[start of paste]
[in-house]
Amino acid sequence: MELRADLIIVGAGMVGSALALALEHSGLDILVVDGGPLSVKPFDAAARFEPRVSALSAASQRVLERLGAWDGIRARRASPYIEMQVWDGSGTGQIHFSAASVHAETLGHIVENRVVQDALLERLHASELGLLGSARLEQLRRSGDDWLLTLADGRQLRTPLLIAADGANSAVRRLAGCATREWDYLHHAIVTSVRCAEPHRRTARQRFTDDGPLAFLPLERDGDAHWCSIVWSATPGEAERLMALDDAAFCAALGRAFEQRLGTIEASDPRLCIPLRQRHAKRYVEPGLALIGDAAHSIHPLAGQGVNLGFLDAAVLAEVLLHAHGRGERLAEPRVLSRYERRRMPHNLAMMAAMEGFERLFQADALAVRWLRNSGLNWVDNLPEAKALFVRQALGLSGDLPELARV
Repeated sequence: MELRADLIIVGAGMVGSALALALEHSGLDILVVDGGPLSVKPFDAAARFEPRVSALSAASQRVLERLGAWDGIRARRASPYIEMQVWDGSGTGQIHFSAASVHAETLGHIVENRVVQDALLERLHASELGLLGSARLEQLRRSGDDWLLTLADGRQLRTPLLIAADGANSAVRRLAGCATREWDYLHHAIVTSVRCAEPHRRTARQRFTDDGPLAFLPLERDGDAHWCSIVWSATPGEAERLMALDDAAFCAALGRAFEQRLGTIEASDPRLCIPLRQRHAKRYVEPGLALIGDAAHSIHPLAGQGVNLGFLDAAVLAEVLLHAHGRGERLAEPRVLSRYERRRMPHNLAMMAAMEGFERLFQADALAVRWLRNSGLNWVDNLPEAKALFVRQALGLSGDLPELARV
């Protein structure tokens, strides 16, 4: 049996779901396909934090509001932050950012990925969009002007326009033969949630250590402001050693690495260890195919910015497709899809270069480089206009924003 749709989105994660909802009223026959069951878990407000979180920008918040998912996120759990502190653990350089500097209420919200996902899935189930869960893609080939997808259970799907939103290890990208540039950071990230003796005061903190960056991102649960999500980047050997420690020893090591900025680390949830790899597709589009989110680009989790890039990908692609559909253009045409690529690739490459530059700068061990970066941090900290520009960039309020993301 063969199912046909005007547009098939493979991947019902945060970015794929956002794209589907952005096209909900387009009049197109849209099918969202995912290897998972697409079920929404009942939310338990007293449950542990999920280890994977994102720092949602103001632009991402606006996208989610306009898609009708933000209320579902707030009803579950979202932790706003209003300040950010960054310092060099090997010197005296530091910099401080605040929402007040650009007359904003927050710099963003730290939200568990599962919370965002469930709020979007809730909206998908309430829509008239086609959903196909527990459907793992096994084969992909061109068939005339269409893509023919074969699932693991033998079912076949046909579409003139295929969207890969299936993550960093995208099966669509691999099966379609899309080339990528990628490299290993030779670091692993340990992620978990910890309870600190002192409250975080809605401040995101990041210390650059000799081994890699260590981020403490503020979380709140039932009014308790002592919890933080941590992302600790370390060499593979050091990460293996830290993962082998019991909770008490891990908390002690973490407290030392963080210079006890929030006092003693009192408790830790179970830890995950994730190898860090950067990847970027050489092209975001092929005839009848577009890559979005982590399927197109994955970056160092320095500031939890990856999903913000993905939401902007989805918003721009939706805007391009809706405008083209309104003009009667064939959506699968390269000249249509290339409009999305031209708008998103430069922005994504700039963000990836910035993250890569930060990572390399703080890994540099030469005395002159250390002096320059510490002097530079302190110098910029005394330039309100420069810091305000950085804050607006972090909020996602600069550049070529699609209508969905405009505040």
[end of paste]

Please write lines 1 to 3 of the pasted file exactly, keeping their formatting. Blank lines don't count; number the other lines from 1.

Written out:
[in-house]
Amino acid sequence: MELRADLIIVGAGMVGSALALALEHSGLDILVVDGGPLSVKPFDAAARFEPRVSALSAASQRVLERLGAWDGIRARRASPYIEMQVWDGSGTGQIHFSAASVHAETLGHIVENRVVQDALLERLHASELGLLGSARLEQLRRSGDDWLLTLADGRQLRTPLLIAADGANSAVRRLAGCATREWDYLHHAIVTSVRCAEPHRRTARQRFTDDGPLAFLPLERDGDAHWCSIVWSATPGEAERLMALDDAAFCAALGRAFEQRLGTIEASDPRLCIPLRQRHAKRYVEPGLALIGDAAHSIHPLAGQGVNLGFLDAAVLAEVLLHAHGRGERLAEPRVLSRYERRRMPHNLAMMAAMEGFERLFQADALAVRWLRNSGLNWVDNLPEAKALFVRQALGLSGDLPELARV
Repeated sequence: MELRADLIIVGAGMVGSALALALEHSGLDILVVDGGPLSVKPFDAAARFEPRVSALSAASQRVLERLGAWDGIRARRASPYIEMQVWDGSGTGQIHFSAASVHAETLGHIVENRVVQDALLERLHASELGLLGSARLEQLRRSGDDWLLTLADGRQLRTPLLIAADGANSAVRRLAGCATREWDYLHHAIVTSVRCAEPHRRTARQRFTDDGPLAFLPLERDGDAHWCSIVWSATPGEAERLMALDDAAFCAALGRAFEQRLGTIEASDPRLCIPLRQRHAKRYVEPGLALIGDAAHSIHPLAGQGVNLGFLDAAVLAEVLLHAHGRGERLAEPRVLSRYERRRMPHNLAMMAAMEGFERLFQADALAVRWLRNSGLNWVDNLPEAKALFVRQALGLSGDLPELARV